#>  Drug B    0.342     0.0493 6.93   <0.001 37.8 0.245  0.439
#> 
#> Columns: trt, estimate, std.error, statistic, p.value, s.value, conf.low, conf.high

Important: since version 0.10.0 of marginaleffects, we had to add type = "response" to get this result: for glm models, predictions are done on the response scale, before being averaged. If type are not specified, predictions will be made on the link scale, before being averaged and then back transformed on the response scale. Thus, the average prediction may not be exactly identical to the average of predictions.

avg_predictions(mod, variables = "trt", by = "trt")
#> 
#>     trt Estimate Pr(>|z|)    S 2.5 % 97.5 %
#>  Drug A    0.274  < 0.001 13.1 0.187  0.383
#>  Drug B    0.333  0.00279  8.5 0.241  0.441
#> 
#> Columns: trt, estimate, p.value, s.value, conf.low, conf.high
b <- binomial()
predict(mod, newdata = dA, type = "link") %>%
  mean() %>%
  b$linkinv()
#> [1] 0.2743123
predict(mod, newdata = dB, type = "link") %>%
  mean() %>%
  b$linkinv()
#> [1] 0.3331447

We can use tidy_marginal_predictions() to get average marginal predictions for all variables and plot_marginal_predictions() for a visual representation.

mod %>%
  tbl_regression(
    tidy_fun = tidy_marginal_predictions,
    type = "response",
    variables_list = "no_interaction",
    estimate_fun = scales::label_percent(accuracy = .1)
  ) %>%
  modify_column_hide("p.value") %>%
  bold_labels()
Characteristic Average Marginal Predictions 95% CI1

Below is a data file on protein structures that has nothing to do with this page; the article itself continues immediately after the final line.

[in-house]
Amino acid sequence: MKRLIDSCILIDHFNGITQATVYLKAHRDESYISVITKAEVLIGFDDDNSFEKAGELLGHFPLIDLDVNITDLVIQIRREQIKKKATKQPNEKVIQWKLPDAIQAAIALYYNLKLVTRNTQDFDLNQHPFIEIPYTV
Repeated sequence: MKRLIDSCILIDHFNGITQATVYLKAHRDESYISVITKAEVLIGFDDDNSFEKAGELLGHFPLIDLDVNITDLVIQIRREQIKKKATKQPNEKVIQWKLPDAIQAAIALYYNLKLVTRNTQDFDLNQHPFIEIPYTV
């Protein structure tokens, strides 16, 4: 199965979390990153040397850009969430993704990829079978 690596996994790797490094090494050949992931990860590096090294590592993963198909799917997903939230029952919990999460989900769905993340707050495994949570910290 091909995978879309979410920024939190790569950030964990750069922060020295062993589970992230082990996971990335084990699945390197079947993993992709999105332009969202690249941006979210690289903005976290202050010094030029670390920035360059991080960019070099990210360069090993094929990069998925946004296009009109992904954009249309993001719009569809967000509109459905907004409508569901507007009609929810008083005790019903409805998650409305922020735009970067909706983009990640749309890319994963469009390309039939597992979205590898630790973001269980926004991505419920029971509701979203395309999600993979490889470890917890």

Chemotherapy Treatment
    Drug A 28.2% 18.6%, 37.7%
    Drug B 34.2% 24.5%, 43.9%
Marker Level (ng/mL)
    0.005 24.7% 15.6%, 33.8%
    0.215 26.1% 17.7%, 34.4%
    0.662 29.1% 22.0%, 36.2%
    1.406 34.6% 26.5%, 42.7%
    3.874 54.5% 28.2%, 80.9%
T Stage
    T1 38.7% 24.6%, 52.9%
    T2 22.3% 10.9%, 33.6%
    T4 29.7% 15.8%, 43.6%
    T3 35.2% 19.6%, 50.8%
age
    6 27.0% 17.7%, 36.3%
    37 30.0% 22.7%, 37.3%
    47 31.0% 23.6%, 38.4%
    57 32.1% 24.7%, 39.4%
    83 34.9% 25.7%, 44.1%
1 CI = Confidence Interval
mod %>%
  tbl_regression(
    tidy_fun = tidy_marginal_predictions,
    type = "response",
    estimate_fun = scales::label_percent(accuracy = .1)
  ) %>%
  modify_column_hide("p.value") %>%
  bold_labels()
Characteristic Average Marginal Predictions 95% CI1
T Stage
    T1 38.7% 24.6%, 52.9%
    T2 22.3% 10.9%, 33.6%
    T4 29.7% 15.8%, 43.6%
    T3 35.2% 19.6%, 50.8%
age
    6 27.0% 17.7%, 36.3%
    37 30.0% 22.7%, 37.3%
    47 31.0% 23.6%, 38.4%
    57 32.1% 24.7%, 39.4%
    83 34.9% 25.7%, 44.1%
Chemotherapy Treatment * Marker Level (ng/mL)
    Drug A * 0.005 23.9% 10.6%, 37.3%
    Drug A * 0.215 24.8% 12.6%, 37.0%
    Drug A * 0.662 26.8% 16.6%, 37.0%
    Drug A * 1.406 30.2% 19.5%, 40.9%
    Drug A * 3.874 43.1% 5.0%, 81.1%
    Drug B * 0.005 25.3% 13.0%, 37.7%
    Drug B * 0.215 27.1% 15.7%, 38.5%
    Drug B * 0.662 31.2% 21.3%, 41.2%
    Drug B * 1.406 38.7% 26.6%, 50.8%
    Drug B * 3.874 65.2% 29.1%, 101.2%
1 CI = Confidence Interval
p <- plot_marginal_predictions(mod, type = "response") %>%
  patchwork::wrap_plots(ncol = 2) &
  ggplot2::scale_y_continuous(
    labels = scales::label_percent(),
    limits = c(-0.2, 1)
  )
p + patchwork::plot_annotation(
  title = "Average Marginal Predictions"
)

Marginal Means and Marginal Predictions at Marginal Means

The emmeans package adopted, by default, another approach based on marginal means or estimated marginal means (a.k.a. emmeans).

It will consider a grid of predictors with all combinations of the observed modalities of the categorical variables and fixing continuous variables at their means.

Let’s call marginaleffects::predictions() with newdata = "marginalmeans".

pred <- predictions(mod, newdata = "marginalmeans")
pred
#> 
#>  Estimate Pr(>|z|)    S  2.5 % 97.5 %    trt marker stage  age
#>     0.353  0.11462  3.1 0.2042  0.537 Drug A  0.919    T1 46.9
#>     0.194  < 0.001 10.8 0.0969  0.351 Drug A  0.919    T2 46.9
#>     0.265  0.01648  5.9 0.1351  0.453 Drug A  0.919    T4 46.9
#>     0.318  0.07405  3.8 0.1678  0.519 Drug A  0.919    T3 46.9
#>     0.419  0.39097  1.4 0.2541  0.604 Drug B  0.919    T1 46.9